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Embracing Intensity

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Jan 16, 2023

Exploring Gifted Kid Burnout

Gifted kid burnout affects many smart kids and former gifted students who were once in gifted programs. As young adults, they often share a common theme of feeling burnt out and struggling with unrealistic expectations. The pressure to always achieve gold star grades and be at the top of the class can be overwhelming.

Gifted programs, often found in grade schools and even at the national level, focus on high achievement and a fixed trait of being "gifted." But what happens when these young adults, who were once in gifted classes and AP classes, are faced with the reality of adult life and the expectations of society? They may struggle with a lack of motivation and a harmful perfectionism that can lead to chronic stress.

This phenomenon, known as "gifted kid burnout," was first identified by Professor Carol Dweck, author of "Mindsets," and has been studied by the National Association for Gifted Children. It is a result of the fixed trait mindset that is often placed on gifted children, believing that their intelligence and abilities are innate and cannot be improved upon. This belief leads to unrealistic expectations and a lack of emphasis on the development of a growth mindset and good study habits.

Manifestation of Gifted Kid Burnout

This burnout can manifest in a variety of ways, such as a lack of motivation, harmful perfectionism, and chronic stress. For twice exceptional adults, who also have a neurodivergent condition, the experience can be even more challenging as they may have unique sources of stress in their daily lives and emotional needs.

School systems and the current educational environment may contribute to this issue. Gifted education programs and advanced classes may not always take into account the social-emotional needs and unique sources of stress for these students. This can lead to lack of study habits and a type of mindset that is not sustainable in the long-term, resulting in burnout.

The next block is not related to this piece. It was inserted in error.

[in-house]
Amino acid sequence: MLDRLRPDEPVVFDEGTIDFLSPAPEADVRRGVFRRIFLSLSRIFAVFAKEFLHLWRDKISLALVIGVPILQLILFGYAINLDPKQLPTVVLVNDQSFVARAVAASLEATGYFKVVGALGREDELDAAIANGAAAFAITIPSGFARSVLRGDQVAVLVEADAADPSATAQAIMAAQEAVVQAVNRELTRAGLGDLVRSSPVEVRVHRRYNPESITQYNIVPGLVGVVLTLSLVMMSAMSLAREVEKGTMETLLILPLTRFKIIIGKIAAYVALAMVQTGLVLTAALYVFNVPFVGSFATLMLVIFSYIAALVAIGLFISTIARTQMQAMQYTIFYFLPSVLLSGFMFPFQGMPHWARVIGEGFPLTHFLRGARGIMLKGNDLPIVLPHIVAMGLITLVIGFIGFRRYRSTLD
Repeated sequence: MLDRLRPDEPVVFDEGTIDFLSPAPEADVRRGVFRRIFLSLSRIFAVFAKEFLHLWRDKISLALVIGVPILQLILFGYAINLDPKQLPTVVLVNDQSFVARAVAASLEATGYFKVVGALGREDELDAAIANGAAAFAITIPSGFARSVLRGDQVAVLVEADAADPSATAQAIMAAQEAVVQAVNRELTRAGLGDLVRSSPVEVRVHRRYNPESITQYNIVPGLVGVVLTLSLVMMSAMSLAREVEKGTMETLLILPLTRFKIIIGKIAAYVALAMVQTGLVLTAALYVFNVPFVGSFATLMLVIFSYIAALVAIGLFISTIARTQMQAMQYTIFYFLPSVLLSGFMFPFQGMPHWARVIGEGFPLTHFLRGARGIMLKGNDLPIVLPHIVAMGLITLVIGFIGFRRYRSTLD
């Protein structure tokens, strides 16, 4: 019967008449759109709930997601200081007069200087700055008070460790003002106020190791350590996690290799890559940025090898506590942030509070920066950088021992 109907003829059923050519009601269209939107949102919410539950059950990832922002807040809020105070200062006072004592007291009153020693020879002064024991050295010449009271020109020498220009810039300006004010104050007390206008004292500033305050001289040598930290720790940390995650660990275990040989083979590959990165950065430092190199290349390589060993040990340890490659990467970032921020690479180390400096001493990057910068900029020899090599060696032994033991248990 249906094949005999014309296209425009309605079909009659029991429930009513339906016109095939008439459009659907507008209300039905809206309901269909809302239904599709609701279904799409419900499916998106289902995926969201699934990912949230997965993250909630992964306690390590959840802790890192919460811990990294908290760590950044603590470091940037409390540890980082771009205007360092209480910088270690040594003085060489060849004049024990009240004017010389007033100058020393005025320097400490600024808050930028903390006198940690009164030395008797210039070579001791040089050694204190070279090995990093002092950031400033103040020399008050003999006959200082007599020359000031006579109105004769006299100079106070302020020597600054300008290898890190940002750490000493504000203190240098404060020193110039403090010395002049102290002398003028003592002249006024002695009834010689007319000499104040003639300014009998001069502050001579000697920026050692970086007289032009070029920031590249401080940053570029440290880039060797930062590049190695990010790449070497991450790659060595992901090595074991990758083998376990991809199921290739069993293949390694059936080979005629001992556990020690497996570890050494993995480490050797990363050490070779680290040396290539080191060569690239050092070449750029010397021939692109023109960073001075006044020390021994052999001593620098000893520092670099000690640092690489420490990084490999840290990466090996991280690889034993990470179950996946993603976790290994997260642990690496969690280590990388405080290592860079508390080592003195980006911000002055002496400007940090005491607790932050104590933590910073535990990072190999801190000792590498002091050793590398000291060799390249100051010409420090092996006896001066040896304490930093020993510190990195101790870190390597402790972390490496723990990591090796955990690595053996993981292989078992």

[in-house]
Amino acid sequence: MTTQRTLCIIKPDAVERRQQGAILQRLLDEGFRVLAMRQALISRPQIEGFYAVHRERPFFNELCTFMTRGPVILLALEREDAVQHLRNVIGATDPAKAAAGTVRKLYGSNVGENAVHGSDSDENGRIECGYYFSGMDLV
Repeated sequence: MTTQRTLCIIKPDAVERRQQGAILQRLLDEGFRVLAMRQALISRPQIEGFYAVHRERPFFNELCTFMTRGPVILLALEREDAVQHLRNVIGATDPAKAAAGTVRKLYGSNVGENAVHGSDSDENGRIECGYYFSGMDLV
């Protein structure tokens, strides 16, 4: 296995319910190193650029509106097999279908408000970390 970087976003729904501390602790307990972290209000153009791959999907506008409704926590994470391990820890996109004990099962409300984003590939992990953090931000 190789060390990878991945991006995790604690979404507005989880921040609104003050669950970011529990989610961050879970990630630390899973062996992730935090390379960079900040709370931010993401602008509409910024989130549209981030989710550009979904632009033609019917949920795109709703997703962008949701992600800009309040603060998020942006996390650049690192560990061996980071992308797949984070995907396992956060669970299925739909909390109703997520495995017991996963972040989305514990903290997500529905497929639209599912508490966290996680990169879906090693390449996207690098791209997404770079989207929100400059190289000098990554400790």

About Cate

Our guest today is Cate Osburn, also known as Catieosaurus on social media. She is an ADHD educator, a certified sex educator, and a disability advocate. Cate will share her personal experience with burnout as a twice exceptional adult and discuss her journey to finding balance and harmony in her passions and interests. Cate will also talk about how her experience in a gifted program, advanced classes, and the pressure to achieve good results in school led to unhealthy coping mechanisms and a lack of motivation in her daily life. We hope that her story will be a first step in understanding the experience of gifted kid burnout and the unique challenges faced by twice exceptional adults.

In this episode:

  • Cate Osborne, also known as Catieosaurus, is an ADHD educator and advocate, as well as a disability advocate who focuses on the connection between neurodiversity and sex and intimacy in relationships.
  • Cate splits her time evenly between her interests in ADHD and inclusivity in tabletop role-playing games like Dungeons and Dragons, making a career out of connecting seemingly unrelated things that overlap or are related.
  • Cate's personal brand of intensity results in burnout and struggles with balancing intensity of passion as a full-time content creator discussing serious topics like mental health, sex, and intimacy.
  • Cate's struggle with intensity is heightened as a neurodivergent person with ADHD and recently diagnosed with autism, and Difficulty in achieving balance is a myth, instead it's about finding harmony.
  • Cate's intensity in childhood was characterized by intense curiosity and ADHD contributed to an interest in trying new things and having different hobbies. Cate's hobbies can be valuable in learning and leading to change in one's life.
  • Cate started talking about the experience of being a gifted kid who is now burned out because of the pressure to always be the best.
  • Aurora and Cate discuss how giftedness is often associated with being successful, but it can also result in burnout.
  • Cate struggled with mixed messages about her self-worth and value as a gifted student growing up, and placed a lot of her self-worth in her academic success and being involved in activities and clubs.
  • Cate's tendencies switched over to unhealthy coping mechanisms like people pleasing and perfectionism once she left school and had to start "living a life."

* Transcript Available *

Resources:

Cate's Website

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